Lance Armstrong won’t be contesting the charges leveled against him by the United States Anti-Doping Agency, but that doesn’t necessarily mean the evidence against him won’t come out. USADA head Travis Tygart says his agency will be presenting a reasoned decision to the World Anti-Doping Agency in the coming weeks. Tygart says his main goal in all of this is to clean up the sport from the top — meaning doctors and sport directors — on down through the line to clean up the drug culture in all sports, including cycling. He said the Armstrong decision was made at this point due to recent overwhelming evidence that Armstrong and his teammates were part of a sophisticated doping program.
Travis Tygart joined The Dan Patrick Show to discuss why the decision was made now, what would have happened if Armstrong decided to fight back, if he thinks Armstrong was afraid of court, his respect for Armstrong, his response to Armstrong’s claims that he’s passed about 500 drug tests, how the cyclists cheated and the number of cyclists he believes were involved in doping.
Why the decision now?:
“Well, the evidence that we’ve received over the last few months was just overwhelming, unfortunately, that Lance Armstrong and the other participants on the U.S. Postal Service pro cycling team participated in a very professionalized and sophisticated doping program all aimed to win. Really, under our rules and our obligation on behalf of clean athletes and all athletes at every level, who want to compete without having to use dangerous, performance-enhancing drugs, we had an obligation to initiate the process and allow the legal process to ensue. … Lance Armstrong chose not to contest that, so that’s now on him.”
If he would have decided to fight this, what would you have done?:
“We, frankly, we would have welcomed that opportunity. It’s every athlete’s right within our system and we would have had an open legal process where every piece of evidence, bit by bit, piece by piece, would have been presented in open court to the arbitration process. He and his lawyers would have the opportunity to cross-examine it, to confront it, to argue that it wasn’t reliable or didn’t prove what we believed and are confident that it proved.”
Do you think Armstrong was afraid of getting in front of the court?:
“It’s hard to say, but I think at the end of the day, yeah. The better move now for him is to walk away on these terms and hold onto a sound byte with no basis about an unfair process or a witch hunt or a personal vendetta and all these things that you’ve heard. Because I think it would’ve been much tougher had all that evidence, over a two-week, three-week period of time, under oath, been presented on the stand. We’ll be providing a reasoned decision based on that evidence to the International Federation and the World Anti-Doping Agency, so I think in the weeks to come, that will be revealed in paper form.”
Do you respect Lance Armstrong?:
“I think there’s a bad culture in the sport and we really saw the win-at-all-costs culture take over. I think he did what a lot of other athletes did at that time. A number of them, when we confronted them with all the evidence we saw, came forward and were truthful and sat down with us and said, ‘Yeah, here’s everything that went on and here’s how we did it and here’s who was involved and here’s who taught us to beat the test.’ They helped and they felt bad about what they were put into and the decisions they were forced to make. … He chose to go an entirely different route and, unfortunately, this is the conclusion at this stage, at least, that results from it. I don’t fault any athlete to succumbing or being tempted to the pressures.”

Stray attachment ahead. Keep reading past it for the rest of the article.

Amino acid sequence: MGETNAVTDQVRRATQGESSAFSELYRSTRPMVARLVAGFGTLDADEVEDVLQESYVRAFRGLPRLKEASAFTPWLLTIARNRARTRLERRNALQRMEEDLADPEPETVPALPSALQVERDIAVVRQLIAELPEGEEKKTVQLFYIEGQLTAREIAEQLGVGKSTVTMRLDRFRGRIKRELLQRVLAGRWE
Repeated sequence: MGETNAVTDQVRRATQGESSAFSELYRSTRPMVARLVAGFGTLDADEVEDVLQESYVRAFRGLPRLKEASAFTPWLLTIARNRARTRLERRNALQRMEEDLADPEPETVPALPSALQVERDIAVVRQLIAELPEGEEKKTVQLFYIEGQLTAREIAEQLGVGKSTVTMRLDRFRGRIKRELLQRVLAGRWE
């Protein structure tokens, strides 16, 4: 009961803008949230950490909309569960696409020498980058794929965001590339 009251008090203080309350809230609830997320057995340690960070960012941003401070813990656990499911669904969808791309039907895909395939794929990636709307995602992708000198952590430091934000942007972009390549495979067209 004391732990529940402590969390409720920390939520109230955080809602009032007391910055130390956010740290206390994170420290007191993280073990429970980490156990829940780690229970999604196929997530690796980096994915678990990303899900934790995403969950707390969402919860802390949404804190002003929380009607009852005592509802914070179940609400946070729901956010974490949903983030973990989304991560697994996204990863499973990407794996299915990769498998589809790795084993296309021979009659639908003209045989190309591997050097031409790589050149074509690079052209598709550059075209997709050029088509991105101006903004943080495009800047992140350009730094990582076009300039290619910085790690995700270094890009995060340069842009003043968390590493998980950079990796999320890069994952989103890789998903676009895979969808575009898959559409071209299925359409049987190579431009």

How do you respond to Lance saying he’s passed close to 500 drug tests?:
“Look, we’ve asked to see the proof of that. I’m not sure that’s accurate. At the end of the day, we know athletes, and Marion Jones made the same claim. There were the ’99 Tour de France samples that were retested. There was the 2001 evidence that we have that there was [something] suspicious indicative of EPO use that didn’t go forward. There was the ’99 glucocorticosteroid and we have evidence of cover-up of that positive. And then we included the analytical data from ’09 and ’10 that, in our charge letter, clearly indicates manipulation of his blood at that time. That is corroborated by other evidence that we have.”
How did they beat the tests?:
“One was they would use plasma expanders. They would use saline expanders so they would have notice of the test or they would delay being tested and then they would use substances that would easily mask the things they were doing. They were also using things like blood transfusions … which, unfortunately, there’s not a current test for. There’s good indications that can be drawn from that data I just mentioned to you of the ’09 and ’10 blood data that we have and presented to him.”
Do you think most riders used?:
“At that time, I think, not unlike baseball in the late 90s and early 2000s, the culture of drug use overtook the rules. I think, like Senator Mitchell, we got handed a really bad, terrible set of facts, and we had an obligation to weed through those facts and appropriately and responsibly piece those facts together. Our number one objective, and this was told to every athlete that we spoke to, including Lance Armstrong, was to ensure that the doctors, the sport director that’s still in the sport, are no longer allowed to continue to advising young athletes and grooming young athletes to do what we’ve seen this U.S. Postal Service team do.”